I was extremely nervous about representing our client at her first hearing, but feeling over prepared for the hearing made me feel less nervous the day of. Mooting and knowing our outline from front-to-back and back-to-front made me more comfortable during the hearing.
There was a small moment in the hearing that I really loved. When the judge asked how our client would be responding to the immigration allegations and charges the government lodged against her, my mind completely blanked. Although I had practiced this portion of the hearing over and over, my mind was completely unable to conjure up the words I had practiced repeatedly. Instead of stuttering or stumbling over my words, I took quite a long pause and was able to conjure up the right words.
While to an excellent orator or practiced litigator this long pause might have been viewed as an error, I was excited to have committed such a mistake. Being willing and comfortable enough to pause and collect myself was so much better than stumbling over my words.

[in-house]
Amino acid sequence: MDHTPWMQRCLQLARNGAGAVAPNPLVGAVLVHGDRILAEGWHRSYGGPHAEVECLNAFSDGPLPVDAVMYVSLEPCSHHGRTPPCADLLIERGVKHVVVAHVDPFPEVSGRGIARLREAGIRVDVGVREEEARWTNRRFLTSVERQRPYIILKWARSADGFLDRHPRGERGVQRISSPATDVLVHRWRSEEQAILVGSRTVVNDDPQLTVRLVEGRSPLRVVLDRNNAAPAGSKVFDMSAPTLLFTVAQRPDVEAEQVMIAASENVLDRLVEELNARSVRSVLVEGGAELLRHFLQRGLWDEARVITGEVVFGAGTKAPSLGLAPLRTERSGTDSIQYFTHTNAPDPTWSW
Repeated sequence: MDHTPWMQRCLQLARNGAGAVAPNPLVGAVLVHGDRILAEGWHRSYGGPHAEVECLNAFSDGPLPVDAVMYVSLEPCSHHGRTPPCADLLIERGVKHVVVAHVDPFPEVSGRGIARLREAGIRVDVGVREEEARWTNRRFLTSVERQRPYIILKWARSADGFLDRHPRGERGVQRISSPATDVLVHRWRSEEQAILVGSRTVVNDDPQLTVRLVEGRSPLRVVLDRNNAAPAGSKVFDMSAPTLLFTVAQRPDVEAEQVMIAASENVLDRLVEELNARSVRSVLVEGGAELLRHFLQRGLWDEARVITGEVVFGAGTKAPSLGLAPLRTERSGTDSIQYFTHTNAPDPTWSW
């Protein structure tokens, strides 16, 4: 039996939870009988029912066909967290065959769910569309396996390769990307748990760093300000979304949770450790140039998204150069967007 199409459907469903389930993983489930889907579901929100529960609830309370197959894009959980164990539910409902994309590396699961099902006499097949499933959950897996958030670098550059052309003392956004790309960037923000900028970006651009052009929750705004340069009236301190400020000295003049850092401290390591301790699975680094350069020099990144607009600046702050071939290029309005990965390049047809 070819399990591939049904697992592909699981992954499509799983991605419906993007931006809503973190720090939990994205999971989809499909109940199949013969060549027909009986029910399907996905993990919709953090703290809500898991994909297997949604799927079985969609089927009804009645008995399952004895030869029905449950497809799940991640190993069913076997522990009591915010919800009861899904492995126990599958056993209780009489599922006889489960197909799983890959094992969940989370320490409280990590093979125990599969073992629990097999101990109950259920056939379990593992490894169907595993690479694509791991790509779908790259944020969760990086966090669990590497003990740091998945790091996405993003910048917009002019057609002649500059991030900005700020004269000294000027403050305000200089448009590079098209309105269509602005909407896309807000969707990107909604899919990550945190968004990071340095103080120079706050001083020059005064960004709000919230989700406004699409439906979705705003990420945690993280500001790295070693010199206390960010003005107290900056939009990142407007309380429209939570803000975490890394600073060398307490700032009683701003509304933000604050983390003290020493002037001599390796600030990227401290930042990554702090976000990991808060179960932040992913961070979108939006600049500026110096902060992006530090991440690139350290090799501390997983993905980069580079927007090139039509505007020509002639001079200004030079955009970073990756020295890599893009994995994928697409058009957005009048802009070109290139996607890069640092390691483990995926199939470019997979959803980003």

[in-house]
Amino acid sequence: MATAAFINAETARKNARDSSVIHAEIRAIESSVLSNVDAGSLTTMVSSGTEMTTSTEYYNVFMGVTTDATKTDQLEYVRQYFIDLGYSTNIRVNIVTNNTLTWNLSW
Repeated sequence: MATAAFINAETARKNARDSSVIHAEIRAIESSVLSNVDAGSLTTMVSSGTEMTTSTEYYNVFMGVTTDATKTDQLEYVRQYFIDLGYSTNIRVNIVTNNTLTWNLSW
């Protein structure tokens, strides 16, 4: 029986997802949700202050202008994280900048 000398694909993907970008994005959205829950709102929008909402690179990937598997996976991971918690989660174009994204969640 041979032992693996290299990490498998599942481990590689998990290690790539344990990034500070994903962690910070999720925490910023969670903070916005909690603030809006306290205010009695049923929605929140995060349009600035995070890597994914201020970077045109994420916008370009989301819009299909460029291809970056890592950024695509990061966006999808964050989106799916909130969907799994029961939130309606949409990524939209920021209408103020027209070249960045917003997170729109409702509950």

This pause also relates to a larger lesson I have learned over this quarter—leaning into silence. Upon reflection, I think that many of the environments I have studied, worked, and socialized in previously have emphasized speaking quickly, loudly, and confidently. This quarter, I have spent time intentionally un-learning this emphasis. In relation to my clients and teammates, I have learned how silence can create necessary space for others in partnership and dialogue. Today, I also learned that I much prefer using silence, as opposed to stumbling over my words, as a crutch when my mind runs completely blank.